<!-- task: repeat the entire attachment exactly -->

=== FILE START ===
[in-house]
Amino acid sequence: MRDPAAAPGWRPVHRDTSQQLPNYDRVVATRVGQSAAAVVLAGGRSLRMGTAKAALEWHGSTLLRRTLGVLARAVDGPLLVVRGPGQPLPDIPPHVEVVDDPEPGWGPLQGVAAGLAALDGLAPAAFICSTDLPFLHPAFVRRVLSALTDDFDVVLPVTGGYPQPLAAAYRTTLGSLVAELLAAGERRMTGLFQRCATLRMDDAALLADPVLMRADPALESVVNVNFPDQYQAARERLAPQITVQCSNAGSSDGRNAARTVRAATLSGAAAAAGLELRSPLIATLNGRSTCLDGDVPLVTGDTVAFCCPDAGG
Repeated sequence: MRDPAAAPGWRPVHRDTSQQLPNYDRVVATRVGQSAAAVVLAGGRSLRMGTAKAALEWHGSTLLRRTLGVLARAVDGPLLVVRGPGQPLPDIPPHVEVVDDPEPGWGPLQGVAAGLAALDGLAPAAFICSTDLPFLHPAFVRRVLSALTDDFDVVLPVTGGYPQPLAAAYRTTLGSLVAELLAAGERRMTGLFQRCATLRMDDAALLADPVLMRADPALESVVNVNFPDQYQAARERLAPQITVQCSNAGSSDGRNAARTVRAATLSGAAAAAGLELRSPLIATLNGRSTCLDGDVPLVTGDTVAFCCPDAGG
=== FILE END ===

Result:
[in-house]
Amino acid sequence: MRDPAAAPGWRPVHRDTSQQLPNYDRVVATRVGQSAAAVVLAGGRSLRMGTAKAALEWHGSTLLRRTLGVLARAVDGPLLVVRGPGQPLPDIPPHVEVVDDPEPGWGPLQGVAAGLAALDGLAPAAFICSTDLPFLHPAFVRRVLSALTDDFDVVLPVTGGYPQPLAAAYRTTLGSLVAELLAAGERRMTGLFQRCATLRMDDAALLADPVLMRADPALESVVNVNFPDQYQAARERLAPQITVQCSNAGSSDGRNAARTVRAATLSGAAAAAGLELRSPLIATLNGRSTCLDGDVPLVTGDTVAFCCPDAGG
Repeated sequence: MRDPAAAPGWRPVHRDTSQQLPNYDRVVATRVGQSAAAVVLAGGRSLRMGTAKAALEWHGSTLLRRTLGVLARAVDGPLLVVRGPGQPLPDIPPHVEVVDDPEPGWGPLQGVAAGLAALDGLAPAAFICSTDLPFLHPAFVRRVLSALTDDFDVVLPVTGGYPQPLAAAYRTTLGSLVAELLAAGERRMTGLFQRCATLRMDDAALLADPVLMRADPALESVVNVNFPDQYQAARERLAPQITVQCSNAGSSDGRNAARTVRAATLSGAAAAAGLELRSPLIATLNGRSTCLDGDVPLVTGDTVAFCCPDAGG